The same day my father sold my childhood home, I headed to the airport. I was 21 and had finally mustered the courage to buy a flight to a country I’d always wanted to visit: India. I was prepared for nothing but surprises and adventures. Unfortunately, that’s what I got.


I first met Ifraj about a week into my trip. I was in central India, having just arrived at the train station in Khajuraho, Madhya Pradesh. I went outside to find a taxi and he offered me a lift to my guesthouse. I accepted and we spent the entire day together, smitten from the start. He fit the bill for an exciting foreign romance: tall, dark, and handsome. He was a local, coming from a very conservative Muslim family. His mother had an arranged marriage when she was nine, none of his brother’s wives was allowed to leave their home compound, and all the men ate first. But Ifraj was the youngest child and the only one to have traveled abroad, and he was adamant about living a modern, Western life outside of India. His parents accepted that, and they also accepted me, although we had to follow certain rules when I visited—sitting apart, no touching, no physical affection, no eating together, no nothing. I was respectful, of course, but it also made me feel like we were pretending not to be in a relationship and that was depressing.

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As a young, naïve woman, I didn’t think much about the cultural values and beliefs behind Ifraj’s pretty face. I was an independent and free-spirited California girl, eager to soak up as much of the world as possible, so I didn’t focus on getting to know him too well—I was in India and everything was exciting! I didn’t want to overthink anything. Plus Ifraj was beautiful, smart, and, in his best moments, a gentle soul. But it didn’t take long for the sexism of Ifraj’s upbringing to reveal itself. Two weeks into our romance, we were constantly fighting.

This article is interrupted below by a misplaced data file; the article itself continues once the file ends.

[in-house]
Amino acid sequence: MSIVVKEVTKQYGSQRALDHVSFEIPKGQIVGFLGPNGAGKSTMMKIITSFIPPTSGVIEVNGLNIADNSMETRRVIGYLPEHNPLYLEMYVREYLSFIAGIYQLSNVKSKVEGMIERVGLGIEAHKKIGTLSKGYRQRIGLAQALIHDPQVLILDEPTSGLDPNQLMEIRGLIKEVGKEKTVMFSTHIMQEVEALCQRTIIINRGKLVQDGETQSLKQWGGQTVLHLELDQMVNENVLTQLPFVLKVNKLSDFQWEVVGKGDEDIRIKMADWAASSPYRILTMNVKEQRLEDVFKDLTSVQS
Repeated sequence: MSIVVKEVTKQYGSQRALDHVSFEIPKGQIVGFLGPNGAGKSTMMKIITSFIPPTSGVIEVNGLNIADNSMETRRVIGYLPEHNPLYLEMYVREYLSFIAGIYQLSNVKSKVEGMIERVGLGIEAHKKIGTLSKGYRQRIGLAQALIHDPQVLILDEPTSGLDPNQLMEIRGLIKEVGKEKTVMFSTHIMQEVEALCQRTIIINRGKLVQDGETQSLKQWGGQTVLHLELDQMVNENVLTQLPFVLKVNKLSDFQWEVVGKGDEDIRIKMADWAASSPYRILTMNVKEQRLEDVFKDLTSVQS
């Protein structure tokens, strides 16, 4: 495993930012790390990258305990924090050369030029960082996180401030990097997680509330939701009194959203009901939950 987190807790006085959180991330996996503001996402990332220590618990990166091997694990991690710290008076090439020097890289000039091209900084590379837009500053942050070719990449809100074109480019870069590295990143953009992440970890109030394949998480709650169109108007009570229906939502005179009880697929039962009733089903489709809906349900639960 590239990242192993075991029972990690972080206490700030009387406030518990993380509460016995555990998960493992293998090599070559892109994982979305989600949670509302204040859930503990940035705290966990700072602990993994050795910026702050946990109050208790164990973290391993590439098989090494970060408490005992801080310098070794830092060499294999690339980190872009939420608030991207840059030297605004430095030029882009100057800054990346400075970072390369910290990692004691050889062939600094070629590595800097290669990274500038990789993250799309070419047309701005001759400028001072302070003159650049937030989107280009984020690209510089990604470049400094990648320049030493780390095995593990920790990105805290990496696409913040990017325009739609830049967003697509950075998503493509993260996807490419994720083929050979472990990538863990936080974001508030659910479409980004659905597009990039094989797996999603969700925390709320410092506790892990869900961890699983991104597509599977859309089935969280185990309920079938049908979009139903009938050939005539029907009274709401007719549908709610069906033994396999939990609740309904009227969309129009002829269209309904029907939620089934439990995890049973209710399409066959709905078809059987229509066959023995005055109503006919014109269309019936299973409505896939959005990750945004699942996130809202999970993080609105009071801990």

I’d been in Khajuraho for over a month and had taken to the small town. I was friendly with the locals and mostly comfortable with Ifraj’s family. But after taking countless day trips and walking or biking down every road in town, I was getting bored. One night, after yet another big fight with Ifraj, I’d had enough—why was I staying here? My enchantment with having “an experience” had distracted me from reality of my relationship with Ifraj. Save for a youthful, romantic connection and the brief happiness we brought into each other’s lives, Ifraj and I were a terrible fit. I couldn’t understand his behavior and he couldn’t understand mine, but he made it clear that I angered him because I was outspoken and free-thinking. He was constantly criticizing me, comparing me to Indian women and how they were supposed to behave.

It was time to go, so I bought a one-way ticket to Delhi. The night before my departure, I sat in my bed and stared out the window, hoping to see the crickets I could only hear. Even though I was tired of fighting and had bought my ticket out of town, I spent that evening praying that something would prevent me from catching my train the next morning. I was too young at the time to know that it’s better to leave an unhappy relationship than to stay hoping for things to change.

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The next morning, my misguided prayers were answered: I woke up with a fever, chills, and terrible stomach pains. Since I’d first arrived, I’d been waiting for the moment when I’d get sick—it seemed inevitable given the conditions. There were countless times were it was cleaner to urinate on a bathroom floor instead of sitting on a toilet seat. Soap in bathrooms, except for nicer places in cities, was very rare and many people in rural areas believed that quickly rinsing their fingertips with cold water was sufficient to clean their hands. Plenty of sham food-stall runners tried to sell me river water in dirty recycled Aquafina bottles. Everywhere I visited, poor sanitation was a threat.

And now, of all mornings, the time had finally come. Ifraj came over and we agreed that I couldn’t leave, each of us silently burdened by my sudden illness but finding some consolation in the fact that we were still together.